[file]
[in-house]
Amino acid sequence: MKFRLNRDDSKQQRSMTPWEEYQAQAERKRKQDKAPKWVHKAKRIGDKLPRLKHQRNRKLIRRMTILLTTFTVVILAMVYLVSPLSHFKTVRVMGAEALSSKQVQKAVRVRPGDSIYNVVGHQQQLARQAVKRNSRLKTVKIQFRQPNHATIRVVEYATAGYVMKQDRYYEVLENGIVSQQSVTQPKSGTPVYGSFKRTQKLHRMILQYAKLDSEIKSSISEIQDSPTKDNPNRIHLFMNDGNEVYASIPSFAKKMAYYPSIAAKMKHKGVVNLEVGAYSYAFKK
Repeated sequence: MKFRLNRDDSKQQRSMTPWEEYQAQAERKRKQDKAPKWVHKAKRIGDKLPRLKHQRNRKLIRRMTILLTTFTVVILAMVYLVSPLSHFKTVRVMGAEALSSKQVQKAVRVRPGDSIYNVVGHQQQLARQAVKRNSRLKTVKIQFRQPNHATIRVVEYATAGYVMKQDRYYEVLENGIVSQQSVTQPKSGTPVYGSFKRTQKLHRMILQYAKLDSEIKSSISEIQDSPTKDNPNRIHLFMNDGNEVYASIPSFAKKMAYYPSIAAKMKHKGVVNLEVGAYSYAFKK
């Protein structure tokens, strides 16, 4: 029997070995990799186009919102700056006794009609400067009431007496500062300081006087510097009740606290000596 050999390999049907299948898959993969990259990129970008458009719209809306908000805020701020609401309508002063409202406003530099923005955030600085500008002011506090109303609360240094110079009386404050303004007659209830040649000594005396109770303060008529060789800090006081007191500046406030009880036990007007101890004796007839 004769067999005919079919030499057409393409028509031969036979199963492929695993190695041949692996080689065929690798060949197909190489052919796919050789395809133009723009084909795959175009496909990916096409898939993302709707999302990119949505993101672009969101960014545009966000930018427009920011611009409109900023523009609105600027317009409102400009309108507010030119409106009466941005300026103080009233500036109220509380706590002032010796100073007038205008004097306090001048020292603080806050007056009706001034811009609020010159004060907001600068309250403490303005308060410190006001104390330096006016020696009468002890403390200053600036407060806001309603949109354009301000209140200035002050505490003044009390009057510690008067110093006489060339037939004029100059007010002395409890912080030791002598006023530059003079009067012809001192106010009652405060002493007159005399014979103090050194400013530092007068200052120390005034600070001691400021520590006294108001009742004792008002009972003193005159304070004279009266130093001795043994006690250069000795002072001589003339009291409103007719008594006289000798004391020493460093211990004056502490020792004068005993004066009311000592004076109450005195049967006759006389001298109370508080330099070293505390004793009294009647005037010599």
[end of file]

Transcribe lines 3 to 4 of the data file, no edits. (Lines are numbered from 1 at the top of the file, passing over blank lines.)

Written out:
Repeated sequence: MKFRLNRDDSKQQRSMTPWEEYQAQAERKRKQDKAPKWVHKAKRIGDKLPRLKHQRNRKLIRRMTILLTTFTVVILAMVYLVSPLSHFKTVRVMGAEALSSKQVQKAVRVRPGDSIYNVVGHQQQLARQAVKRNSRLKTVKIQFRQPNHATIRVVEYATAGYVMKQDRYYEVLENGIVSQQSVTQPKSGTPVYGSFKRTQKLHRMILQYAKLDSEIKSSISEIQDSPTKDNPNRIHLFMNDGNEVYASIPSFAKKMAYYPSIAAKMKHKGVVNLEVGAYSYAFKK
């Protein structure tokens, strides 16, 4: 029997070995990799186009919102700056006794009609400067009431007496500062300081006087510097009740606290000596 050999390999049907299948898959993969990259990129970008458009719209809306908000805020701020609401309508002063409202406003530099923005955030600085500008002011506090109303609360240094110079009386404050303004007659209830040649000594005396109770303060008529060789800090006081007191500046406030009880036990007007101890004796007839 004769067999005919079919030499057409393409028509031969036979199963492929695993190695041949692996080689065929690798060949197909190489052919796919050789395809133009723009084909795959175009496909990916096409898939993302709707999302990119949505993101672009969101960014545009966000930018427009920011611009409109900023523009609105600027317009409102400009309108507010030119409106009466941005300026103080009233500036109220509380706590002032010796100073007038205008004097306090001048020292603080806050007056009706001034811009609020010159004060907001600068309250403490303005308060410190006001104390330096006016020696009468002890403390200053600036407060806001309603949109354009301000209140200035002050505490003044009390009057510690008067110093006489060339037939004029100059007010002395409890912080030791002598006023530059003079009067012809001192106010009652405060002493007159005399014979103090050194400013530092007068200052120390005034600070001691400021520590006294108001009742004792008002009972003193005159304070004279009266130093001795043994006690250069000795002072001589003339009291409103007719008594006289000798004391020493460093211990004056502490020792004068005993004066009311000592004076109450005195049967006759006389001298109370508080330099070293505390004793009294009647005037010599």